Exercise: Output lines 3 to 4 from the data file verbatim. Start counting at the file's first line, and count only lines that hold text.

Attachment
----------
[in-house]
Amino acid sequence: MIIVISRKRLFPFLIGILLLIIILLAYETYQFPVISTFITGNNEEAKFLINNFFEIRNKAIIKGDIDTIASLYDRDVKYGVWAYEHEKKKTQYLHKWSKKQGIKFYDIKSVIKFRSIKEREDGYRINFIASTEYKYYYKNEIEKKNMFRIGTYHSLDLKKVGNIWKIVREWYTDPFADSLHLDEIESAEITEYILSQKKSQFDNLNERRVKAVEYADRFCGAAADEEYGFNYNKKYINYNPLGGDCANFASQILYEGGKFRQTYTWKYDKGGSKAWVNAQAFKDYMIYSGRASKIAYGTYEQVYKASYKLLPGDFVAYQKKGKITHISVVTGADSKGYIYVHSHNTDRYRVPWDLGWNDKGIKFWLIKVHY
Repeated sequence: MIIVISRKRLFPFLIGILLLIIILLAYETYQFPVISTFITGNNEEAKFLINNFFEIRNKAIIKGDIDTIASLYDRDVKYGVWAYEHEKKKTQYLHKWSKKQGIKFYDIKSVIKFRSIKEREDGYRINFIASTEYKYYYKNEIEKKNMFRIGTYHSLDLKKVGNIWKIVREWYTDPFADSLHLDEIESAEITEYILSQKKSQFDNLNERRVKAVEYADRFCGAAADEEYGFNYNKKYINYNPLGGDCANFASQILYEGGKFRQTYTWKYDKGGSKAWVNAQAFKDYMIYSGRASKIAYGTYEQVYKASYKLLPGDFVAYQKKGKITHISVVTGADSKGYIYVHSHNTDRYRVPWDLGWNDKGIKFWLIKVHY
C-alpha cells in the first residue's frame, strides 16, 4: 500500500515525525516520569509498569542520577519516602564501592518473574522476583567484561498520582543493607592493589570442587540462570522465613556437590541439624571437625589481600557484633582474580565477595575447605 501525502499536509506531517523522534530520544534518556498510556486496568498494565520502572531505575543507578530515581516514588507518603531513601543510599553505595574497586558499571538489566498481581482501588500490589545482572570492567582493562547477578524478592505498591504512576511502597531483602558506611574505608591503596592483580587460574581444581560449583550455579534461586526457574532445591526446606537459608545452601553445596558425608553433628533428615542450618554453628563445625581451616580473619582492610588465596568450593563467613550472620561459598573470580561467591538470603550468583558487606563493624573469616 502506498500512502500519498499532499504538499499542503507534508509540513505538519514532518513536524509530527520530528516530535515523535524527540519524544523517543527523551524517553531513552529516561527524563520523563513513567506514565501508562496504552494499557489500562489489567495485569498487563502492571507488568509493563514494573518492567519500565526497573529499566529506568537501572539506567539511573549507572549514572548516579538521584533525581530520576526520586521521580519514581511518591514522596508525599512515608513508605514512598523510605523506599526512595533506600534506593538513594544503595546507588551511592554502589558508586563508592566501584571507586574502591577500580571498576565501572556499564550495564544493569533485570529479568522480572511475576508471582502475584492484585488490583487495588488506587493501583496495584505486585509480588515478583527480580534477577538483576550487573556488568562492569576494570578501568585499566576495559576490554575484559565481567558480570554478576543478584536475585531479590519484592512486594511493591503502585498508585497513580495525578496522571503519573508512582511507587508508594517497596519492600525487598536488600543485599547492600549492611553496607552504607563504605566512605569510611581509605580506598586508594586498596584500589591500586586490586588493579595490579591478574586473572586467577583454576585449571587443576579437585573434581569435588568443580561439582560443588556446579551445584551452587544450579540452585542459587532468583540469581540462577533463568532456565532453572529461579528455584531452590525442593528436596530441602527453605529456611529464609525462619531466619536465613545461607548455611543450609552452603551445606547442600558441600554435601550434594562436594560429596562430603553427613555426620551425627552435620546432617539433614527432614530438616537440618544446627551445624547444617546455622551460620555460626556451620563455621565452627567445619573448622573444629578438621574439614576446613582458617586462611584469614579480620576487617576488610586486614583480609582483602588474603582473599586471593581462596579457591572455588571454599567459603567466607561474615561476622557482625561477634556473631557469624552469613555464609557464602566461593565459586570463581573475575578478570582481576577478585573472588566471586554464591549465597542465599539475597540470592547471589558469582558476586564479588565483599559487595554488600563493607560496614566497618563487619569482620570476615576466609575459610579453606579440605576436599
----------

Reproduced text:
Repeated sequence: MIIVISRKRLFPFLIGILLLIIILLAYETYQFPVISTFITGNNEEAKFLINNFFEIRNKAIIKGDIDTIASLYDRDVKYGVWAYEHEKKKTQYLHKWSKKQGIKFYDIKSVIKFRSIKEREDGYRINFIASTEYKYYYKNEIEKKNMFRIGTYHSLDLKKVGNIWKIVREWYTDPFADSLHLDEIESAEITEYILSQKKSQFDNLNERRVKAVEYADRFCGAAADEEYGFNYNKKYINYNPLGGDCANFASQILYEGGKFRQTYTWKYDKGGSKAWVNAQAFKDYMIYSGRASKIAYGTYEQVYKASYKLLPGDFVAYQKKGKITHISVVTGADSKGYIYVHSHNTDRYRVPWDLGWNDKGIKFWLIKVHY
C-alpha cells in the first residue's frame, strides 16, 4: 500500500515525525516520569509498569542520577519516602564501592518473574522476583567484561498520582543493607592493589570442587540462570522465613556437590541439624571437625589481600557484633582474580565477595575447605 501525502499536509506531517523522534530520544534518556498510556486496568498494565520502572531505575543507578530515581516514588507518603531513601543510599553505595574497586558499571538489566498481581482501588500490589545482572570492567582493562547477578524478592505498591504512576511502597531483602558506611574505608591503596592483580587460574581444581560449583550455579534461586526457574532445591526446606537459608545452601553445596558425608553433628533428615542450618554453628563445625581451616580473619582492610588465596568450593563467613550472620561459598573470580561467591538470603550468583558487606563493624573469616 502506498500512502500519498499532499504538499499542503507534508509540513505538519514532518513536524509530527520530528516530535515523535524527540519524544523517543527523551524517553531513552529516561527524563520523563513513567506514565501508562496504552494499557489500562489489567495485569498487563502492571507488568509493563514494573518492567519500565526497573529499566529506568537501572539506567539511573549507572549514572548516579538521584533525581530520576526520586521521580519514581511518591514522596508525599512515608513508605514512598523510605523506599526512595533506600534506593538513594544503595546507588551511592554502589558508586563508592566501584571507586574502591577500580571498576565501572556499564550495564544493569533485570529479568522480572511475576508471582502475584492484585488490583487495588488506587493501583496495584505486585509480588515478583527480580534477577538483576550487573556488568562492569576494570578501568585499566576495559576490554575484559565481567558480570554478576543478584536475585531479590519484592512486594511493591503502585498508585497513580495525578496522571503519573508512582511507587508508594517497596519492600525487598536488600543485599547492600549492611553496607552504607563504605566512605569510611581509605580506598586508594586498596584500589591500586586490586588493579595490579591478574586473572586467577583454576585449571587443576579437585573434581569435588568443580561439582560443588556446579551445584551452587544450579540452585542459587532468583540469581540462577533463568532456565532453572529461579528455584531452590525442593528436596530441602527453605529456611529464609525462619531466619536465613545461607548455611543450609552452603551445606547442600558441600554435601550434594562436594560429596562430603553427613555426620551425627552435620546432617539433614527432614530438616537440618544446627551445624547444617546455622551460620555460626556451620563455621565452627567445619573448622573444629578438621574439614576446613582458617586462611584469614579480620576487617576488610586486614583480609582483602588474603582473599586471593581462596579457591572455588571454599567459603567466607561474615561476622557482625561477634556473631557469624552469613555464609557464602566461593565459586570463581573475575578478570582481576577478585573472588566471586554464591549465597542465599539475597540470592547471589558469582558476586564479588565483599559487595554488600563493607560496614566497618563487619569482620570476615576466609575459610579453606579440605576436599